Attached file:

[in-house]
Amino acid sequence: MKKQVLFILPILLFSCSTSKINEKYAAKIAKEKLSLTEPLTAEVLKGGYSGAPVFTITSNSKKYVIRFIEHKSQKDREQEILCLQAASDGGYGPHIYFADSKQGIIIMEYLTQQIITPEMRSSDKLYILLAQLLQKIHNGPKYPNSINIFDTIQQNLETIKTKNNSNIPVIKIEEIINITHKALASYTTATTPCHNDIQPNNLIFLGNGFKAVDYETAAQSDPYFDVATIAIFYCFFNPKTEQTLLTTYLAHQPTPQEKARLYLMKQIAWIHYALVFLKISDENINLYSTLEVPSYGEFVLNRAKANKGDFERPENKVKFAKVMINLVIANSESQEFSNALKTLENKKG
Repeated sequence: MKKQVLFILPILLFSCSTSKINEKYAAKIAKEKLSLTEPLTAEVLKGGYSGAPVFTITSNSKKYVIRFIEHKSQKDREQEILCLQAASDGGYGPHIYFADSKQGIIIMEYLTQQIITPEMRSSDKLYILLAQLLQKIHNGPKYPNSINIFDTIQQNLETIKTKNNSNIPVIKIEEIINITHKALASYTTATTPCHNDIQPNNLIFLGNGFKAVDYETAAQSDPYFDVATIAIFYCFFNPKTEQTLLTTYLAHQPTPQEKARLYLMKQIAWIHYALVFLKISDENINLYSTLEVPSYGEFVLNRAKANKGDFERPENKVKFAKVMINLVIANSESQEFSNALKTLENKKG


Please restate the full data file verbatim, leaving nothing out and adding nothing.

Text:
[in-house]
Amino acid sequence: MKKQVLFILPILLFSCSTSKINEKYAAKIAKEKLSLTEPLTAEVLKGGYSGAPVFTITSNSKKYVIRFIEHKSQKDREQEILCLQAASDGGYGPHIYFADSKQGIIIMEYLTQQIITPEMRSSDKLYILLAQLLQKIHNGPKYPNSINIFDTIQQNLETIKTKNNSNIPVIKIEEIINITHKALASYTTATTPCHNDIQPNNLIFLGNGFKAVDYETAAQSDPYFDVATIAIFYCFFNPKTEQTLLTTYLAHQPTPQEKARLYLMKQIAWIHYALVFLKISDENINLYSTLEVPSYGEFVLNRAKANKGDFERPENKVKFAKVMINLVIANSESQEFSNALKTLENKKG
Repeated sequence: MKKQVLFILPILLFSCSTSKINEKYAAKIAKEKLSLTEPLTAEVLKGGYSGAPVFTITSNSKKYVIRFIEHKSQKDREQEILCLQAASDGGYGPHIYFADSKQGIIIMEYLTQQIITPEMRSSDKLYILLAQLLQKIHNGPKYPNSINIFDTIQQNLETIKTKNNSNIPVIKIEEIINITHKALASYTTATTPCHNDIQPNNLIFLGNGFKAVDYETAAQSDPYFDVATIAIFYCFFNPKTEQTLLTTYLAHQPTPQEKARLYLMKQIAWIHYALVFLKISDENINLYSTLEVPSYGEFVLNRAKANKGDFERPENKVKFAKVMINLVIANSESQEFSNALKTLENKKG